Julian Assange on WikiLeaks, War and Resisting Government Crackdown
2010 can be defined as the year of WikiLeaks. The whisteblowing website first made headlines around the world in April when it released a video of a U.S. helicopter gunship indiscriminately firing on Iraqi civilians killing 12 people, including two Reuters news staff. In July, WikiLeaks created a bigger firestorm when it published more than 90,000 classified U.S. military war logs of the war in Afghanistan. Then in October, WikiLeaks published some 390,000 classified U.S. documents on the war in Iraq—the largest intelligence leak in U.S. history and the greatest internal account of any war on public record. And in November WikiLeaks began releasing a giant trove of confidential State Department cables that sent shockwaves through the global diplomatic establishment. Throughout it all, WikiLeaks and its founder Julian Assange were targeted by the U.S. and other governments around the world. We play our interviews with Assange and with Pentagon Papers whistleblower Daniel Ellsberg.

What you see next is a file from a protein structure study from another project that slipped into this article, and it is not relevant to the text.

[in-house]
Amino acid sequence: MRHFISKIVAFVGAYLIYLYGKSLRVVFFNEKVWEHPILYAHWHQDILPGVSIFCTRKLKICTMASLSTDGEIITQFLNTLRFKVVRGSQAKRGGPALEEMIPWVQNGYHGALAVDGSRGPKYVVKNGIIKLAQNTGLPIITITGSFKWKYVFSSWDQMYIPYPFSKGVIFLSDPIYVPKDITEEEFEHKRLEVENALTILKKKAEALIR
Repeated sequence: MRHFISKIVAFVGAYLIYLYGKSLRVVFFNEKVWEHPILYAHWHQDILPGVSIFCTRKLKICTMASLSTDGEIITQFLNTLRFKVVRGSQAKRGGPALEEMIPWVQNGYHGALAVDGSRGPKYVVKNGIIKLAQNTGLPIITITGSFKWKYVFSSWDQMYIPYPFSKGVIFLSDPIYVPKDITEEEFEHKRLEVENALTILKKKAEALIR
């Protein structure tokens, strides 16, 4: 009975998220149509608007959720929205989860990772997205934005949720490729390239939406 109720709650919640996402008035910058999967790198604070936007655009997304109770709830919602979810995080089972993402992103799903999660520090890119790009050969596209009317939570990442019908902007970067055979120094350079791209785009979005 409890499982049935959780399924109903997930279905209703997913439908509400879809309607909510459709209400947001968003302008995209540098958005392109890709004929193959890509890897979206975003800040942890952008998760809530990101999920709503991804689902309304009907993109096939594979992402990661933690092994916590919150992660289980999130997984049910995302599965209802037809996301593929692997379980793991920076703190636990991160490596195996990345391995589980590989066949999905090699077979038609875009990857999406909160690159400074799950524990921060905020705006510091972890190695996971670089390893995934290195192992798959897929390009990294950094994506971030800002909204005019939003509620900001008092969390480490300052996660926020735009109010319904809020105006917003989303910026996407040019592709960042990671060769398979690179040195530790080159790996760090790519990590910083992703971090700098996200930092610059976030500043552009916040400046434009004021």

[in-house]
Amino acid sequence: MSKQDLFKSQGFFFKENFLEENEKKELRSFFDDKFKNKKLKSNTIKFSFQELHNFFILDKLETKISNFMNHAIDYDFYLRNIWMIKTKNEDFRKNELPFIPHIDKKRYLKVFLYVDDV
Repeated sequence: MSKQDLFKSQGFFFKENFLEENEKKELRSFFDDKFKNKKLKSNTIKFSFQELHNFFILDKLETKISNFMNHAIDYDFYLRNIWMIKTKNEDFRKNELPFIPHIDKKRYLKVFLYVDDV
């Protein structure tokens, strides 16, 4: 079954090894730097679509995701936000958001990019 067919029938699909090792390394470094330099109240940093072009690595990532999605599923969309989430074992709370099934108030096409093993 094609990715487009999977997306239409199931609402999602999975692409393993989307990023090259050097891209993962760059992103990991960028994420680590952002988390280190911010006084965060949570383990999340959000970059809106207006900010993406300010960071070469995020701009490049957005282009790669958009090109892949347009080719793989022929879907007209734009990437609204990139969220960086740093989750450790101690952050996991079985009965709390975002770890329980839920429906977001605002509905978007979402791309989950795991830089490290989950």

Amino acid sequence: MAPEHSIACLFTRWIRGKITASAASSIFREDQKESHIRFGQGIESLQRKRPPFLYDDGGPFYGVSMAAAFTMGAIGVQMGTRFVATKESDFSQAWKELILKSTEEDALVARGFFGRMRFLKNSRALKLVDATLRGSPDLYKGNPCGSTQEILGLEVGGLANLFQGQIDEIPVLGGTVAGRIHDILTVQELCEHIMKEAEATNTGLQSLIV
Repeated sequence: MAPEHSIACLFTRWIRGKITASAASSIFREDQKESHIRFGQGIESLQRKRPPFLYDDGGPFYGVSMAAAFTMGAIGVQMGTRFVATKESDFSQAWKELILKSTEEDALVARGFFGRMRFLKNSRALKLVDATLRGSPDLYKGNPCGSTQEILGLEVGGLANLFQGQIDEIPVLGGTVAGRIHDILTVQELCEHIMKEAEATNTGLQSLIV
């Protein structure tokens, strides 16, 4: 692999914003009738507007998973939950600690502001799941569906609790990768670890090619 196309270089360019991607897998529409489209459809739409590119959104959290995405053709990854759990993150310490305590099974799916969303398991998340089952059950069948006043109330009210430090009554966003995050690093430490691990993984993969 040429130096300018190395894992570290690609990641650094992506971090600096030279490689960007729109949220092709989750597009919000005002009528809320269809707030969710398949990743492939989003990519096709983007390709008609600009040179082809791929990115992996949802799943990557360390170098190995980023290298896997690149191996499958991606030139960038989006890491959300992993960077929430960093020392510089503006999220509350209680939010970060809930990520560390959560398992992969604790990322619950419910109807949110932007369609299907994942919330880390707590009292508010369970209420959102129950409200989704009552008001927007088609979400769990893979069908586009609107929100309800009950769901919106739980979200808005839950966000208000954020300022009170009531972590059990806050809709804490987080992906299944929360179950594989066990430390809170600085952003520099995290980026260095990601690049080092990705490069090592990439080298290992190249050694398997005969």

Pentagon Whistleblower Daniel Ellsberg: Julian Assange is Not a Terrorist
After WikiLeaks founder Julian Assange was arrested in London, an international group of former intelligence officers and ex-government officials released a statement in support of his work. We speak to one of the signatories, Daniel Ellsberg, the famous whistleblower who leaked the Pentagon Papers about the Vietnam War in 1971. "If I released the Pentagon Papers today, the same rhetoric and the same calls would be made about me," Ellsberg says. "I would be called not only a traitor—which I was then, which was false and slanderous—but I would be called a terrorist... Assange and Bradley Manning are no more terrorists than I am."